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10. Which of the following is a diagnostic manual specifically used for infant and toddlers?
A) DSM-5
B) ASQ-3
C) ICD-10
D) DC: 0-3R

INFANT-PRESCHOOLER EVALUATION, SCREENING, AND ASSESSMENT

Because of the limitations of classification systems like the DSM and the ICD as they apply to infants and toddlers, a task force, Zero to Three, was created by the National Center for Infants, Toddlers, and Families in 1987. This task force, consisting of professionals in the fields of infant development and mental health, created the Diagnostic Classification of Mental Health and Development of Infancy and Early Childhood (DC: 0–3) in 1994 as a multiaxial system for disorder classification of young children [30]. In 2005, the revised version was published to reflect advances in disorder classification and increased emphasis on the effects of relationship characteristics, psychosocial stressors, and contextual factors on infant-toddler mental health and development [30]. In 2016, the Diagnostic Classification of Mental Health and Development of Infancy and Early Childhood was revised and expanded to include children up to 5 years of age [30]. The DC: 0–5 guides professionals to use diagnostic criteria for effective assessment and treatment planning for existing and newly introduced disorders. This manual has grown in popularity and is now a common tool for classification of early childhood mental health and developmental disorders.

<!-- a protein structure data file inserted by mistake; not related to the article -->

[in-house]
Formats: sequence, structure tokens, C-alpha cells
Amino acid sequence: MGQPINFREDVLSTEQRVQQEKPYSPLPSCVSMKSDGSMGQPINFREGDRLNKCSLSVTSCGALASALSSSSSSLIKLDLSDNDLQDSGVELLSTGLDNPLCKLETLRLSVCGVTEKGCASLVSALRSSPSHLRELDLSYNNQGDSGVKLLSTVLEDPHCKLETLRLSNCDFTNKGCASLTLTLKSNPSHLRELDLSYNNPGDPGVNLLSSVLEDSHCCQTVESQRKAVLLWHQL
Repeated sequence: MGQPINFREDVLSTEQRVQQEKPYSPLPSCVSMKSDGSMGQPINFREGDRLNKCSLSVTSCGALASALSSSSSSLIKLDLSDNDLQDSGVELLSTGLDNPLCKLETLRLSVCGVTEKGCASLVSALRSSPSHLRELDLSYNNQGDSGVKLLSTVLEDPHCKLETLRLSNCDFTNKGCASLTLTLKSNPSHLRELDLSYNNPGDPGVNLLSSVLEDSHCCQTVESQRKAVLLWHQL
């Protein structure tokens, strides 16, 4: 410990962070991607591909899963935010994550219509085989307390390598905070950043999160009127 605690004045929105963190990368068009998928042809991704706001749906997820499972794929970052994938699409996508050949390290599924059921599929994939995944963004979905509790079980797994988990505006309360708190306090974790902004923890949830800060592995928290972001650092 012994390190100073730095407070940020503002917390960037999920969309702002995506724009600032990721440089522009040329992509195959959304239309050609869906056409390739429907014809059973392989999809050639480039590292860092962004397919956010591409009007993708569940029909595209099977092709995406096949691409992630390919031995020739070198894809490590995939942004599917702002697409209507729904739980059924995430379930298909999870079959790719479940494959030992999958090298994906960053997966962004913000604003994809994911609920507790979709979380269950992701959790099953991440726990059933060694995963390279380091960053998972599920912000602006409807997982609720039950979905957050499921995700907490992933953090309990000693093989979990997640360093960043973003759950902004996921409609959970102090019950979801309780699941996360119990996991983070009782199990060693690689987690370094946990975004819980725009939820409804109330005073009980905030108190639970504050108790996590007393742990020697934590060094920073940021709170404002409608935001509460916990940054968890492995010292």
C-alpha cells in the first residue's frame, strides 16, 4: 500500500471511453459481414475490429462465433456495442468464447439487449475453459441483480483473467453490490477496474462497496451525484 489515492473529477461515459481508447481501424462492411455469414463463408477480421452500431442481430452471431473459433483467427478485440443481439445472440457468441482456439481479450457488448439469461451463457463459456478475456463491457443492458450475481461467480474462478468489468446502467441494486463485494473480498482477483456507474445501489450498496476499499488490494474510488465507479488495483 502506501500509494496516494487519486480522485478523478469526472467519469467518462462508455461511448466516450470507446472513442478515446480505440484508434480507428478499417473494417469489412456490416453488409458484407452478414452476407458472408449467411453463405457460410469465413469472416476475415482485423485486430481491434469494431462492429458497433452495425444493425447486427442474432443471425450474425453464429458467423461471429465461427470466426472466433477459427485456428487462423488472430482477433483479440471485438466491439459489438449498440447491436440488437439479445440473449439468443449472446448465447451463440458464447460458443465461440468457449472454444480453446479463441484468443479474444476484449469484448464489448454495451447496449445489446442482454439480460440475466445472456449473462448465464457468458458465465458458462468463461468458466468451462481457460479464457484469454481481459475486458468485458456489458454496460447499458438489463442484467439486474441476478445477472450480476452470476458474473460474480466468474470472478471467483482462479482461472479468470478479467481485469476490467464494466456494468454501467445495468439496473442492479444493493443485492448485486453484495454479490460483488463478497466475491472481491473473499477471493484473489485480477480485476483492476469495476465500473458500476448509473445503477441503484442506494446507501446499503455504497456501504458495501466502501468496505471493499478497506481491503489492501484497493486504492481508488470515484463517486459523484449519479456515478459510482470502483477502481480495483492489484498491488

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11. The Attachment and Biobehavioral Catch-up (ABC) treatment model is a structured approach designed to be used over how many sessions?
A) 2
B) 6
C) 10
D) 15

COMMON EVIDENCE-BASED TREATMENTS AND INTERVENTIONS

The ABC Model is a structured, evidence-based approach whereby weekly one-hour sessions are provided for 10 weeks in the caregiver's home. Support and guidance is provided in the moment by the trained professional to focus on target behaviors. This intervention uses video feedback.


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12. What categories of toys should be among those used in non-directive play therapy?
A) Real-life, aggression-release, and cooperative
B) Creative expression, fantasy, and cooperative
C) Creative expression, real-life, and aggression-release
D) Aggression-release, fantasy, and creative expression

COMMON EVIDENCE-BASED TREATMENTS AND INTERVENTIONS

The toys in the playroom are carefully chosen, with special attention to including items that can be used in a multitude of ways. Items for creative expression (e.g., crayons, paints, construction paper), real-life toys (e.g., dolls, play money, medical kit), and aggression-release toys (e.g., soldiers, wild animals, clay) should be among the toys chosen for a playroom. (See the Appendix for a more complete list of toys and objects to include in a play therapy room.)